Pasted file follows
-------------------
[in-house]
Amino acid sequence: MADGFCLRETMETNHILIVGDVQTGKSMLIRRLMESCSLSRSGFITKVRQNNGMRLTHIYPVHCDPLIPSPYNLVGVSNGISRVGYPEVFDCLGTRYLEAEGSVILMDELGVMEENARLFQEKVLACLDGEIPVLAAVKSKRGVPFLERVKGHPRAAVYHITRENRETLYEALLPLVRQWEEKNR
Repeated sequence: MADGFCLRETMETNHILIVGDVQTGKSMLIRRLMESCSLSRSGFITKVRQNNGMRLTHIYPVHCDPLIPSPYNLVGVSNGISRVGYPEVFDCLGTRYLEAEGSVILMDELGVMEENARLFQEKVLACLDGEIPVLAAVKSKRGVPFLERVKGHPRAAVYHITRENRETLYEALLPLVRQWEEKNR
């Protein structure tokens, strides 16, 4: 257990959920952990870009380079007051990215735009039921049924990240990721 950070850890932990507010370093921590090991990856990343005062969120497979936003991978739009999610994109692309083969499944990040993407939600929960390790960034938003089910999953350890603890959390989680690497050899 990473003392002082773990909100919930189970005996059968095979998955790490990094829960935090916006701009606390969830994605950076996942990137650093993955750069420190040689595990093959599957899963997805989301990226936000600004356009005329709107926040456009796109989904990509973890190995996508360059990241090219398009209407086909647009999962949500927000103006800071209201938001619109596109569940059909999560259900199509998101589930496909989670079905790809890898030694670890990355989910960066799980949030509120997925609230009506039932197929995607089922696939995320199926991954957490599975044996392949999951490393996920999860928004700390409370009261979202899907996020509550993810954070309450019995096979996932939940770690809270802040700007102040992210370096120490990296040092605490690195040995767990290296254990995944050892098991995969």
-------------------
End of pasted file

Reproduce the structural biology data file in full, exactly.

[in-house]
Amino acid sequence: MADGFCLRETMETNHILIVGDVQTGKSMLIRRLMESCSLSRSGFITKVRQNNGMRLTHIYPVHCDPLIPSPYNLVGVSNGISRVGYPEVFDCLGTRYLEAEGSVILMDELGVMEENARLFQEKVLACLDGEIPVLAAVKSKRGVPFLERVKGHPRAAVYHITRENRETLYEALLPLVRQWEEKNR
Repeated sequence: MADGFCLRETMETNHILIVGDVQTGKSMLIRRLMESCSLSRSGFITKVRQNNGMRLTHIYPVHCDPLIPSPYNLVGVSNGISRVGYPEVFDCLGTRYLEAEGSVILMDELGVMEENARLFQEKVLACLDGEIPVLAAVKSKRGVPFLERVKGHPRAAVYHITRENRETLYEALLPLVRQWEEKNR
């Protein structure tokens, strides 16, 4: 257990959920952990870009380079007051990215735009039921049924990240990721 950070850890932990507010370093921590090991990856990343005062969120497979936003991978739009999610994109692309083969499944990040993407939600929960390790960034938003089910999953350890603890959390989680690497050899 990473003392002082773990909100919930189970005996059968095979998955790490990094829960935090916006701009606390969830994605950076996942990137650093993955750069420190040689595990093959599957899963997805989301990226936000600004356009005329709107926040456009796109989904990509973890190995996508360059990241090219398009209407086909647009999962949500927000103006800071209201938001619109596109569940059909999560259900199509998101589930496909989670079905790809890898030694670890990355989910960066799980949030509120997925609230009506039932197929995607089922696939995320199926991954957490599975044996392949999951490393996920999860928004700390409370009261979202899907996020509550993810954070309450019995096979996932939940770690809270802040700007102040992210370096120490990296040092605490690195040995767990290296254990995944050892098991995969």